Jo Swinson, a Liberal Democrat MP, said one manufacturer makes an egg and box that is more than 90 per cent wrapping, and she stresses that shoppers are turning away from Easter eggs which use excessive cardboard and plastic packaging: "Consumers are tired of excess packaging - they are tired of paying for it and tired of having to dispose of it.”
Swinson argues that the UK government is failing to enforce the law, which requires packaging to be reduced to the minimum necessary.
Her study makes comparisons between ten Easter eggs measured in 2007, 2008, 2009 and 2010 including both major manufacturers’ products and supermarkets’ own brands and found that overall average weight of packaging is down four per cent this year.
Swinson said that, for her report, the dimensions and weights of the eggs and their packaging were measured, the packaging material examined and environmental information recorded.
Several companies made big leaps forward last year, she said, in reducing their packaging, but some manufacturers are still failing to catch up.
Swinson’s report shows that Guylian produced the most excessively packaged egg this year, with its egg taking up just nine per cent of its box. The manufacturer thus supplanted Lindt as the worst performer in this regard, she claims, with the Swiss producer holding the title for three years running.
"Last year we saw Easter egg packaging reduced by a third, and companies such as Nestlé, Cadbury, Green and Black's and Thorntons have made real efforts to cut packaging and improve recyclability,” she continued.
This year, Nestlé was the only company whose Easter egg packaging was 100 per cent widely recycled, added Swinson.
While UK retailers Marks and Spencer and Tesco, manufacturers Guylian and Green & Black’s have all produced packaging which is technically 100 per cent recyclable, they contain plastic, which is not widely recycled, argues the politician.
She found though that increasing numbers of Easter chocolates come wrapped only in foil – including Cadbury’s ‘Eco-Eggs’, Lindt chocolate bunnies and Nestlé’s Milkybar hollow chocolate cow.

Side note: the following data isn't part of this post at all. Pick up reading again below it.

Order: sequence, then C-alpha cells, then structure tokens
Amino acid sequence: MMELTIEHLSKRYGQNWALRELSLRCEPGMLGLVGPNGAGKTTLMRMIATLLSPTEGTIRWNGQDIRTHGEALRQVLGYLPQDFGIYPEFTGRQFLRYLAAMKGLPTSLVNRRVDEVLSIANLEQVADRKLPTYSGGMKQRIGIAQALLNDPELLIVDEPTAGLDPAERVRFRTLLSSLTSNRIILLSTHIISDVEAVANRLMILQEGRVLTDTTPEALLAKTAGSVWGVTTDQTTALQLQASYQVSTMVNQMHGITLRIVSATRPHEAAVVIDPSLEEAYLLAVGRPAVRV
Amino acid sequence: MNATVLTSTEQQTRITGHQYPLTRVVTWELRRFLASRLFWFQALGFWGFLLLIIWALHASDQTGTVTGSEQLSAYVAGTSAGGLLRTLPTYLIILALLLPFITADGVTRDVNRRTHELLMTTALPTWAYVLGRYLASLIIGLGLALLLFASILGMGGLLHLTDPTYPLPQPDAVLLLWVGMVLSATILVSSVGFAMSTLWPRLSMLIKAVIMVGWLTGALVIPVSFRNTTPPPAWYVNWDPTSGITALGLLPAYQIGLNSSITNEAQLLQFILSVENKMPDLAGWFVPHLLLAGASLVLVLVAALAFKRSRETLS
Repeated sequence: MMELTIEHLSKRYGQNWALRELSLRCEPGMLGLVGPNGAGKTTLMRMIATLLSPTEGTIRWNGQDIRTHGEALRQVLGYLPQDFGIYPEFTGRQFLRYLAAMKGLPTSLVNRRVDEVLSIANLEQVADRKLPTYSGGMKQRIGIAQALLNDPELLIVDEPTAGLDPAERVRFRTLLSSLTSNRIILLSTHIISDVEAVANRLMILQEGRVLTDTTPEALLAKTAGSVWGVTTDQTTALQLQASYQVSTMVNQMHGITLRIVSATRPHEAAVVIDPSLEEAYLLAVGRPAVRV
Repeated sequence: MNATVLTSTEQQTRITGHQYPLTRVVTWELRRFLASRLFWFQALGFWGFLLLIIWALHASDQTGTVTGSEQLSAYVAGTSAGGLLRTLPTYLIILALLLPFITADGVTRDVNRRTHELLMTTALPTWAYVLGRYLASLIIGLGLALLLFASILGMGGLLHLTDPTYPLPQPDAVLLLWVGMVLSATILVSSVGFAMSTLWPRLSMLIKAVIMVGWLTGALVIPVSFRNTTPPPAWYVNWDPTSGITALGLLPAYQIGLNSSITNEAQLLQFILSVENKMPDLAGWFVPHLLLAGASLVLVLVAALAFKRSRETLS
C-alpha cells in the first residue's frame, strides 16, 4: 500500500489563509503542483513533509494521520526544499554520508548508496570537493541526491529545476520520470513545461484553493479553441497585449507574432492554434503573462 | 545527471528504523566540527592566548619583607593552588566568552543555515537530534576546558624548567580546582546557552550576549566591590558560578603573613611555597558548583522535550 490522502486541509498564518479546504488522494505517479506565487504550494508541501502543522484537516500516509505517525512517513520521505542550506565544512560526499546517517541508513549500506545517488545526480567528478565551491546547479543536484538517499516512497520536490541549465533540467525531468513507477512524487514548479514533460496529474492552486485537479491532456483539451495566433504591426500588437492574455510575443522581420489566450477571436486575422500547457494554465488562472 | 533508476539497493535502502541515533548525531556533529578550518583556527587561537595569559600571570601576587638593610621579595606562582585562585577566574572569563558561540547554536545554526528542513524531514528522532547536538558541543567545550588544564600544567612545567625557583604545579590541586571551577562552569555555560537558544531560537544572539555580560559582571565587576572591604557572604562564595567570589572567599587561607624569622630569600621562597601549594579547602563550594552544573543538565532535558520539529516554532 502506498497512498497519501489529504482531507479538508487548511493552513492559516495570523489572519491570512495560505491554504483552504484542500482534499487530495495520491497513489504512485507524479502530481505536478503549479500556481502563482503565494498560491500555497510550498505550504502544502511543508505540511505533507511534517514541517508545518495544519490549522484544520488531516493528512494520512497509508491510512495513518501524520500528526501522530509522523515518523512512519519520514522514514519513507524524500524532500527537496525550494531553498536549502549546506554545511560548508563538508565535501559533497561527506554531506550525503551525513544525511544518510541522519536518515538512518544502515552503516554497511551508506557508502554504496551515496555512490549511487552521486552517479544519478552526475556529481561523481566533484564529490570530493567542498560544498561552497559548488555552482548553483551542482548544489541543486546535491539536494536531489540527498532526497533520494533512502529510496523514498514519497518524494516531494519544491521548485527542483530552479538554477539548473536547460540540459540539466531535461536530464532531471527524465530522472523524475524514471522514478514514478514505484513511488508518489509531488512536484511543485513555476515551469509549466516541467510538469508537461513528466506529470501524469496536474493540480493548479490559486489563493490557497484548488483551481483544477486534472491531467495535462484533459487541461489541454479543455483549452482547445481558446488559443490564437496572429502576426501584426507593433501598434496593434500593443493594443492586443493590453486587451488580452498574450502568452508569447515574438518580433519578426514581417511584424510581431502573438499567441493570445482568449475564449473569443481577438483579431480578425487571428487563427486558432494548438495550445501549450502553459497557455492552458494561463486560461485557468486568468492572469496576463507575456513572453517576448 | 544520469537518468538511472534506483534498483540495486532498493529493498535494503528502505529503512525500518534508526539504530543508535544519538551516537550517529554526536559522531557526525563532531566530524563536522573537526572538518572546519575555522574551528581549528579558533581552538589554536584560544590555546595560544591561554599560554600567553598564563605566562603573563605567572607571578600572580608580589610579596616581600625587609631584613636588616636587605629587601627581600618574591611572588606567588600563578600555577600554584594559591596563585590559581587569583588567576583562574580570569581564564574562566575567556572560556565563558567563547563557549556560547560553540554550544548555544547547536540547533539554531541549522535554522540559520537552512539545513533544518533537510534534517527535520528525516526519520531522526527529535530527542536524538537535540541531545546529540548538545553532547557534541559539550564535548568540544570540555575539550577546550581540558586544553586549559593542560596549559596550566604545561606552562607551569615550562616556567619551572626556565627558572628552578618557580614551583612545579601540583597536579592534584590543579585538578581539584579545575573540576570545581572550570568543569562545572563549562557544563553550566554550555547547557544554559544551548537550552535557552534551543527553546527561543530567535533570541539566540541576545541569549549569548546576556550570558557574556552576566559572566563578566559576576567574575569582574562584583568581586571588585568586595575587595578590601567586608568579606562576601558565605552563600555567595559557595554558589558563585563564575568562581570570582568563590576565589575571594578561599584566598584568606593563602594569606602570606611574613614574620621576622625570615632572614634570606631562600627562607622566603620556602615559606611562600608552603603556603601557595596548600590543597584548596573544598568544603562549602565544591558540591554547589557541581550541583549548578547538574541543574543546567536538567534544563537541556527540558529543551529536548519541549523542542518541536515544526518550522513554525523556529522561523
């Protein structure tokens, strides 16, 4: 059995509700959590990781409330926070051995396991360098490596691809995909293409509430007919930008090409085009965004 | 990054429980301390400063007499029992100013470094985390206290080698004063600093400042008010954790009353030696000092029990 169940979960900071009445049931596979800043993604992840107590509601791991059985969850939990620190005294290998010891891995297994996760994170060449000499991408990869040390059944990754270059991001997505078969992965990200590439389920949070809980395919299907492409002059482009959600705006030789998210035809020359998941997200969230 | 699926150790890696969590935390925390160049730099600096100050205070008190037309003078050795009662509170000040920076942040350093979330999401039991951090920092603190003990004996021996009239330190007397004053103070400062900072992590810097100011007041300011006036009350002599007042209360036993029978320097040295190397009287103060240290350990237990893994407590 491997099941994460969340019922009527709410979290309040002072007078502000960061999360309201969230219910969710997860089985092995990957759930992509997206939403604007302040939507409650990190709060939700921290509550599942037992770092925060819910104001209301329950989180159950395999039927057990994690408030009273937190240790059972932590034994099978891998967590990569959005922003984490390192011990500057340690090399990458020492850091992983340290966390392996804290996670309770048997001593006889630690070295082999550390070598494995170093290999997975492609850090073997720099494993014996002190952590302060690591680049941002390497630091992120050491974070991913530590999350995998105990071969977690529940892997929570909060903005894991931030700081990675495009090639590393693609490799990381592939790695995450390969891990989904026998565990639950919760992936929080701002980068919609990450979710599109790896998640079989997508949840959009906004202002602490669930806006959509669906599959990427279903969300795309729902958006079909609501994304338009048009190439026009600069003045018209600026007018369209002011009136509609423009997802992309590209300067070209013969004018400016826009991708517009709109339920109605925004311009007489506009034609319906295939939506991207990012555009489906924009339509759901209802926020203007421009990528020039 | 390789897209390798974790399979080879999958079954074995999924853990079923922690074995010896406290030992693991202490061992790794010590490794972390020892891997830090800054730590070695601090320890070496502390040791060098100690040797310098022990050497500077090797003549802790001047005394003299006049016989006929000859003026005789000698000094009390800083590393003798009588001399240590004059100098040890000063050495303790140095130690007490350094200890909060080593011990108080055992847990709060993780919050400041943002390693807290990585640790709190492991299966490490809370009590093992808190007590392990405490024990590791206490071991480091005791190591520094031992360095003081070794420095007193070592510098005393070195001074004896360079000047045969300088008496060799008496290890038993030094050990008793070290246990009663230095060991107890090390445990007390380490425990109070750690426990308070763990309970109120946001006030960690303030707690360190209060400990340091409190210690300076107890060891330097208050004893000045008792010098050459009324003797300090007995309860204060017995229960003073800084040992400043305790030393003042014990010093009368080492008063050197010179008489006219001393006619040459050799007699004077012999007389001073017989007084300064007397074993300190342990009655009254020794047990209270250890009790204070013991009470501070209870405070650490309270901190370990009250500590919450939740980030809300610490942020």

Cadbury has cut the packaging weight of its shell egg range by 40 per cent in the last three years by using smaller boxes and using recycled polyethylene clam shells to hold the eggs in place rather than rigid polyvinyl chloride (PVC), packaging commercialisation manager Brian Stow told our sister title Food Manufacture.
While reducing its packaging by 2,000t over this period had obviously saved money, Cadbury had also been able to increase the number of eggs loaded onto pallets and increase facings of the eggs on supermarket shelves, said Stow, who was speaking at the recent Food and Drink Federation’s Biscuit, Cake, Chocolate and Confectionery conference.
“On large eggs, we used to get 150 on a pallet. This Easter we’ll get 360 on a pallet. For our Easter Creme Egg cartons, we’ve gone from 420 to 630 on a pallet and from two to three facings on-shelf. This has delivered big benefits because we can use less shelf-ready packaging, reduce our transport costs and get more on shelf, which also aids replenishment for the retailer.”
Crucially, scaling down packaging had not dented sales, he added. “The smaller packs are still seen as gift-worthy.”